Friday 25 March 2016

Denying Your Right To Peaceful Protest

There is, supposedly, going to be a demonstration in Glasgow later this year by the 'hacktivist' group Anonymous.

In case you haven't heard of this group, they are basically a loosely associated international network of activists and hacktivists. You've probably seen them on the TV news, demonstrating in public wearing Guy Fawkes masks to hide their anonymity.

Detractors - mainly those in the establishment - say they are a menace, have no legitimacy, act illegally, and should be stamped out and all thrown in jail.

Supporters, on the other hand, view them as some sort of an anti-establishment Robin Hood types who help the public by exposing and holding to account corrupt corporate and government organisations.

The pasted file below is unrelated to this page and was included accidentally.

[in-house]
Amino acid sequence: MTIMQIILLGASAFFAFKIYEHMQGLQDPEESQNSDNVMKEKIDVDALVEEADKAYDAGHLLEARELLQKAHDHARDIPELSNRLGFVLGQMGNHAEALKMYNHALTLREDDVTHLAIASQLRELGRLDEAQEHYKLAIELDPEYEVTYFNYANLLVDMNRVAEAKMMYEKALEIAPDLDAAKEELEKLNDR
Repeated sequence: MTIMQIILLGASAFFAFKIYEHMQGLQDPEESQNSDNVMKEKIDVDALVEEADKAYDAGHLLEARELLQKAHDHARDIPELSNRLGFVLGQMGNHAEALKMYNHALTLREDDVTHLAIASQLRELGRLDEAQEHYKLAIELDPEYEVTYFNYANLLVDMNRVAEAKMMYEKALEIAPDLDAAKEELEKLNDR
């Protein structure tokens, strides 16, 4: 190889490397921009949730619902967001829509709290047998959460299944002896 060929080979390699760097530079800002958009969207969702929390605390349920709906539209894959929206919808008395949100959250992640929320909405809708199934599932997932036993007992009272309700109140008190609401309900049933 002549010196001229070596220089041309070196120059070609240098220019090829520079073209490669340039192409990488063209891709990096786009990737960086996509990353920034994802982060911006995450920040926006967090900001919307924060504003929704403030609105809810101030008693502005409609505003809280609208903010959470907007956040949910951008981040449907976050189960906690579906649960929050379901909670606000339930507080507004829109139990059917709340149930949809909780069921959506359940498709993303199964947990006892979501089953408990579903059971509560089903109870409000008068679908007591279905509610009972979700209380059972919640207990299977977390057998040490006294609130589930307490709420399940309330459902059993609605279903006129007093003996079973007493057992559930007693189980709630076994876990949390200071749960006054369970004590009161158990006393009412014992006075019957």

Take your pick.

Either way, the establishment - who are dead set against anonymous - are trying to ban them from protesting in Glasgow.

Police Scotland has said that they will be ready to deal with any 'unauthorised' protest Anonymous may hold.

Me? I lost all interest in computers shortly after Windows Vista was released and I doubt Anonymous would be in any way interested in my expertise on how to get to level 2 on Super Mario.

But this post today isn't to make comment on whether Anonymous are a force for good or evil.

Rather it's to bring to the attention of the public that when any organisation wants to publicly protest about establishment organisations such as, say, the council and the police, they need to get the permission of...the council and the police.

And there's something decidedly undemocratic and not right about that.